It Happened Here: The First Public High School West of the Allegheny Mountains


Ever wonder where so many historical events happened around town? Or how Cleveland history helped shape the country’s larger history? This academic year, Teaching Cleveland is on a quest to uncover some hidden history gems for you – places where events took place that helped influence this unique community and beyond. And hey – if you didn’t know about any of these, don’t kick yourself! These are places that have no historical markers telling anyone anything about it.

It happened here… Central High School, the First Public High School West of the Allegheny Mountains
Where? East 55th Street and Central Avenue
(on the site of the current George Washington Carver CMSD school)

Photo courtesy of Cleveland Memory

On this site, the first free public high school west of the Allegheny Mountains once proudly graced the east side of Cleveland. In 1846 a group of local leaders advocated for something unique at the time – a publicly-funded secondary school. Today it may be hard to conceive that this might be a controversial issue, but Ohio law actually prohibited public funds for schooling beyond the elementary level. Cleveland mayor George Hoadley, along with community leaders Charles Bradburn and George Willey, led the fight to change state law, eventually influencing legislation in 1848 that made provisions for public support.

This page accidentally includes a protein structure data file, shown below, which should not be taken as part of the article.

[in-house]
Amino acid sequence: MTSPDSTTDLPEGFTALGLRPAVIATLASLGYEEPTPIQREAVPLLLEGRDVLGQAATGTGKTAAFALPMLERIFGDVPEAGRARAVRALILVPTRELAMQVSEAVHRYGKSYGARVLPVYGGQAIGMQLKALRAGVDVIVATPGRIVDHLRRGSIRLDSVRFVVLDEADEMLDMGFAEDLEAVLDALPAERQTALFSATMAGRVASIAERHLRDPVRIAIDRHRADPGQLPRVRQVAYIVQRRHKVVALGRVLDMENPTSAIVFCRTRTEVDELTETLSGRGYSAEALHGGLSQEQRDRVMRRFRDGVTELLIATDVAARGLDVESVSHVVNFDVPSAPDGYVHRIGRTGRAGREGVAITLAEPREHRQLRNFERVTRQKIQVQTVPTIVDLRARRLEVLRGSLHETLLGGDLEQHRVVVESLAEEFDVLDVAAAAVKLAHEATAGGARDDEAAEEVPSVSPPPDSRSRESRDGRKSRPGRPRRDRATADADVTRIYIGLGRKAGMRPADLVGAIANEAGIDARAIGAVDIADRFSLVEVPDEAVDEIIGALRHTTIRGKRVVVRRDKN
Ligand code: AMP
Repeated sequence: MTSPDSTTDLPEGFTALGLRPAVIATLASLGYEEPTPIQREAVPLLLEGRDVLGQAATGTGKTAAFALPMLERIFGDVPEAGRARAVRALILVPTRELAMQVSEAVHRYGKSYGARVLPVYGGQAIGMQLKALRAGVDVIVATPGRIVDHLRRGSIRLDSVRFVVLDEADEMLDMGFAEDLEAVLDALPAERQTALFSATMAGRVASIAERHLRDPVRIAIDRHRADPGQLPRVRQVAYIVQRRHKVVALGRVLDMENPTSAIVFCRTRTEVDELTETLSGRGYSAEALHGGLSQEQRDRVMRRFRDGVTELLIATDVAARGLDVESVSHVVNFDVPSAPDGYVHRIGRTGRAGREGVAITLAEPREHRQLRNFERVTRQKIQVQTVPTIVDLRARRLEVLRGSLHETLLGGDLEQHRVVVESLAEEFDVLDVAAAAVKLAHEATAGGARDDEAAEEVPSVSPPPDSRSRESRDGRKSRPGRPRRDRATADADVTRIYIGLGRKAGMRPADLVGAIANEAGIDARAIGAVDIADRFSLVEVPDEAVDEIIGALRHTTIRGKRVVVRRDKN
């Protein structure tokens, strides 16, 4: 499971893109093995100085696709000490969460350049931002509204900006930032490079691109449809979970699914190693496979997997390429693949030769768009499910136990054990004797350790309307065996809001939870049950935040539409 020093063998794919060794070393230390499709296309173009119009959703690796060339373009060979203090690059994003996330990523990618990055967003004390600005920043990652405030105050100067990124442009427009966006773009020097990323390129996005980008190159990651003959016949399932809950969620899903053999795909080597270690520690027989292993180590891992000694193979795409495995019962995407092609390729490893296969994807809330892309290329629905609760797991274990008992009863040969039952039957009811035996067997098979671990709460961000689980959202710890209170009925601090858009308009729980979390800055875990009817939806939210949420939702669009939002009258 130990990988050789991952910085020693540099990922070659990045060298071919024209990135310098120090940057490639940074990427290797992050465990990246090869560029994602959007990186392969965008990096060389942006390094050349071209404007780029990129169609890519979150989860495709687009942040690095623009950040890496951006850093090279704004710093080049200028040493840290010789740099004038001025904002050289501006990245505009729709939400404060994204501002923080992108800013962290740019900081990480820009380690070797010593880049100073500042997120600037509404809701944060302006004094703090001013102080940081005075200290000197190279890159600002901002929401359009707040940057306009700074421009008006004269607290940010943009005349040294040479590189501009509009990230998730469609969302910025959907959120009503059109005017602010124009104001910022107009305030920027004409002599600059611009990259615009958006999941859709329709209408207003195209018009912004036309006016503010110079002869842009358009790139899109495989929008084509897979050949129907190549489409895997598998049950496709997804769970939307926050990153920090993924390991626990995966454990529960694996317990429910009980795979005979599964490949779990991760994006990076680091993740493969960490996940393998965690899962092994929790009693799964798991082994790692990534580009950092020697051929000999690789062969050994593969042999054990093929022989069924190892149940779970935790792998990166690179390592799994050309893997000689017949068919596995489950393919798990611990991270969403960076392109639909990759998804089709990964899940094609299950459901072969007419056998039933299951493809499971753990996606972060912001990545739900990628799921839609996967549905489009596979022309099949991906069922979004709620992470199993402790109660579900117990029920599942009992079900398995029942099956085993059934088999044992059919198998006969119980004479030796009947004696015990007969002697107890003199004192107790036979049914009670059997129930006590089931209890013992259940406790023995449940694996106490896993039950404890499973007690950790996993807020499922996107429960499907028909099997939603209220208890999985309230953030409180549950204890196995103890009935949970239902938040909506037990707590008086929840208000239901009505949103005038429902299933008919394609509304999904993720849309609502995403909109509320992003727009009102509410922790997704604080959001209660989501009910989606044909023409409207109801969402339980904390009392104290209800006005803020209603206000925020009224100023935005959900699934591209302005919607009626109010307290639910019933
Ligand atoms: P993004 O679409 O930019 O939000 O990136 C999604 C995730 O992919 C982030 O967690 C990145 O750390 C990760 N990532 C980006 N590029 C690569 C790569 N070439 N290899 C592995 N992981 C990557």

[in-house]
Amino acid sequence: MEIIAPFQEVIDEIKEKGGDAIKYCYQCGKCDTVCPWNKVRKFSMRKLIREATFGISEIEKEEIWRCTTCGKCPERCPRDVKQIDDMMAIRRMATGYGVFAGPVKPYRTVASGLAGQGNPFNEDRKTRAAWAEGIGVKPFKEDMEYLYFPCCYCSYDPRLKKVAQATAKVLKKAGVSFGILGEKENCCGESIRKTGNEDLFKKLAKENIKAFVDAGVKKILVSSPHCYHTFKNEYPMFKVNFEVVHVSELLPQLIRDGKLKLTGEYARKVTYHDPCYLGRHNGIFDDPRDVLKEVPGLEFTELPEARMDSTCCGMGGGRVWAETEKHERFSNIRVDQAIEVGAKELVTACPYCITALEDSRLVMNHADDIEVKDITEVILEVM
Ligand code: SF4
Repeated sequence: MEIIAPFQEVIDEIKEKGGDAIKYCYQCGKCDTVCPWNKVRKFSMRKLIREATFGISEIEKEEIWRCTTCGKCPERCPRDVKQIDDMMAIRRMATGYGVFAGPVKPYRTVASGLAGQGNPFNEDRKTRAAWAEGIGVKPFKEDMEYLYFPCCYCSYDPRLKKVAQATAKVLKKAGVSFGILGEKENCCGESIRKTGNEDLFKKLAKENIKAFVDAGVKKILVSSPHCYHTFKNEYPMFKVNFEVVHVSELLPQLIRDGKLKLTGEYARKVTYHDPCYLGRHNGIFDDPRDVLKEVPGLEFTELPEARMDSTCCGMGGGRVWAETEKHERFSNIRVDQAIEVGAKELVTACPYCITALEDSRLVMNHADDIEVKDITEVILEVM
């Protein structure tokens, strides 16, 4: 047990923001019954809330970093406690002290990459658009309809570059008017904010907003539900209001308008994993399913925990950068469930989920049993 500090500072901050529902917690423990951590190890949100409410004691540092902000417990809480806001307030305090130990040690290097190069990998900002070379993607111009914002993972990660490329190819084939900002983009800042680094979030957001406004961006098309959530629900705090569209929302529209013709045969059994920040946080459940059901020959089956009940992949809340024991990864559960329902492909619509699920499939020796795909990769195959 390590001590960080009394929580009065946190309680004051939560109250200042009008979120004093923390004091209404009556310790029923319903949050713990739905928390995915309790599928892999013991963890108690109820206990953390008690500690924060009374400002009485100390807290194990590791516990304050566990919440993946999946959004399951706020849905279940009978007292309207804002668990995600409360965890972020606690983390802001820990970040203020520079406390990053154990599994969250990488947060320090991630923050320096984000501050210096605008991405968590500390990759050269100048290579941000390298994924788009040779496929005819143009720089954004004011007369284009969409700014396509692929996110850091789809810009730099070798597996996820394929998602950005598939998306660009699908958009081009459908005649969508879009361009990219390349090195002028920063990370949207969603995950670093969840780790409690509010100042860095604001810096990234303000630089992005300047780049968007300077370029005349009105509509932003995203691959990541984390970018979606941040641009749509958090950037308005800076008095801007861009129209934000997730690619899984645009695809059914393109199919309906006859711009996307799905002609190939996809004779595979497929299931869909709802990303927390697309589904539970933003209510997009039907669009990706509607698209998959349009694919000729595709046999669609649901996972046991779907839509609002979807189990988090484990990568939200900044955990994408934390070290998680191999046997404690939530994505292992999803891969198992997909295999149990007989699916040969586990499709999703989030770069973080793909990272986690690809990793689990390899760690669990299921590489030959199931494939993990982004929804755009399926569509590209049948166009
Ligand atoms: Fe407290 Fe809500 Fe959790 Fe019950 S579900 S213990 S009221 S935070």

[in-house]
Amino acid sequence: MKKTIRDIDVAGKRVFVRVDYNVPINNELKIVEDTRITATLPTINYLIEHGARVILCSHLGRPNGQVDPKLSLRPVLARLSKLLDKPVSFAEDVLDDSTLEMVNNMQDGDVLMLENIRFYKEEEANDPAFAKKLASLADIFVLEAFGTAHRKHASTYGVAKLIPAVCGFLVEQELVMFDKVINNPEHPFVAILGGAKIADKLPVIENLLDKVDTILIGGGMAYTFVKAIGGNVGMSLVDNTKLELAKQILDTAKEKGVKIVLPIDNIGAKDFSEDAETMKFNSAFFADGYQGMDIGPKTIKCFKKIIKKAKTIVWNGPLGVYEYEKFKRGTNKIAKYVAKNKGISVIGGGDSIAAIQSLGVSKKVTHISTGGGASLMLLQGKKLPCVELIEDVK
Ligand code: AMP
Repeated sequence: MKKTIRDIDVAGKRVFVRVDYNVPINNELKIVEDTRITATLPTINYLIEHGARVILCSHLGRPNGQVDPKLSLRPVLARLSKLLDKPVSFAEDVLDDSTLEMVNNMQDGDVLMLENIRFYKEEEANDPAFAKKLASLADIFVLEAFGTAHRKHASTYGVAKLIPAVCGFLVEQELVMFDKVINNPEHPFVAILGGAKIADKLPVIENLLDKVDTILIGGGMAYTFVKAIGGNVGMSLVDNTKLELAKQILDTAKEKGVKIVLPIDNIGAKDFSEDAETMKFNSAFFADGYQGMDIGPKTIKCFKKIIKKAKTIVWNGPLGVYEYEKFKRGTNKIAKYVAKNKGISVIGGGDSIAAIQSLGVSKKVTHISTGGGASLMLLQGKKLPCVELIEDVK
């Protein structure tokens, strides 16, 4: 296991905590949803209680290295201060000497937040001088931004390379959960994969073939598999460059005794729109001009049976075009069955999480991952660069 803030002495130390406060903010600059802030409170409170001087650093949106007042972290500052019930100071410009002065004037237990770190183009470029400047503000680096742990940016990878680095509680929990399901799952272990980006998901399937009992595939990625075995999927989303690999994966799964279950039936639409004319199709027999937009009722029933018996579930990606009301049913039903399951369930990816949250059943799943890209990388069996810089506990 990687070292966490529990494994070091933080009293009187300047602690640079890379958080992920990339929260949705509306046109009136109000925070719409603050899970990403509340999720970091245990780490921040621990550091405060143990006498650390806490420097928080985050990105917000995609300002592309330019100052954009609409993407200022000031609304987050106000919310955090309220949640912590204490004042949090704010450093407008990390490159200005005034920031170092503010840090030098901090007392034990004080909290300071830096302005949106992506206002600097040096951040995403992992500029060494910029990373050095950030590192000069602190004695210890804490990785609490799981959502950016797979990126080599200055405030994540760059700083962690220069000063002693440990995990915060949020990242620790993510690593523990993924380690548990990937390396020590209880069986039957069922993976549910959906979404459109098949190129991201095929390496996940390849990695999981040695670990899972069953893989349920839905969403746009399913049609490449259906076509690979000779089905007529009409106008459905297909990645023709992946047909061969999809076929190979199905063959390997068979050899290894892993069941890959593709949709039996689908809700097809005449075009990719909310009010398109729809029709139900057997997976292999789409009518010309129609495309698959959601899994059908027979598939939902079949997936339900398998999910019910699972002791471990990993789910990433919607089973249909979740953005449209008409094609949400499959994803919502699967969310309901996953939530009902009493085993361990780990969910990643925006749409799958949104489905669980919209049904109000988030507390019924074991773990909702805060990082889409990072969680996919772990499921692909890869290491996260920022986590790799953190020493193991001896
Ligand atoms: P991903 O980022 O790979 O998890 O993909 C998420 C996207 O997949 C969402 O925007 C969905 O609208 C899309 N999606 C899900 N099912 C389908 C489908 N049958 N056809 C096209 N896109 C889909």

In truth, the East 55th site was actually the third – but longest – home to Central High School. For the first ten years, the school operated out of a Universalist church basement on Prospect Avenue, and then it moved to a building on Erie Street (now East 9th) near Euclid Avenue. Soon, space needs required a larger building, and in 1878 a Victorian Gothic structure was completed at the corner of Willson (now East 55th) and Central Avenue.

Laura Spelman, a prominent graduate and abolitionist, donated the ornate clock tower that would grace the front of the building, which would be the home to the school for 62 years. She would marry John D. Rockefeller, the founder of Standard Oil, who also attended and graduated from Central High School. Notable graduates of Central also included:

●      Charles F. Brush (inventor of the arc lamp, industrialist)

●      Helen Maria Chesnutt (among earliest women of color in U.S. classical education)

●      Benjamin O. Davis, Jr. (commander of the World War II Tuskegee Airmen)

●      Marcus A. Hanna (businessman, U.S. Senator, chairman of the Republican National Committee)

●      Langston Hughes (poet, novelist, playwright, columnist)

●      Mary B. Martin (first Black woman elected to the Cleveland Board of Education)

●      Samuel Mather (industrialist and philanthropist)

●      John D. Rockefeller, Sr. (industrialist and philanthropist)

●      John Severance (industrialist and philanthropist)

●      Louis Stokes (civil rights pioneer, first Black Congressman elected from Ohio)

In 1940, a new building relocated Central High School to East 40th between Central and Cedar avenues, and after multiple changes over the years, including a name change to the Carl and Louis Stokes Central Academy, the structure was closed in 2013. Although physically gone from Cleveland, Central High School once stood for more than 150 years as an important reminder of a highly successful, multiracial school funded by tax dollars – a significant legacy in educational history around the U.S.

Read more at the Encyclopedia of Cleveland History.



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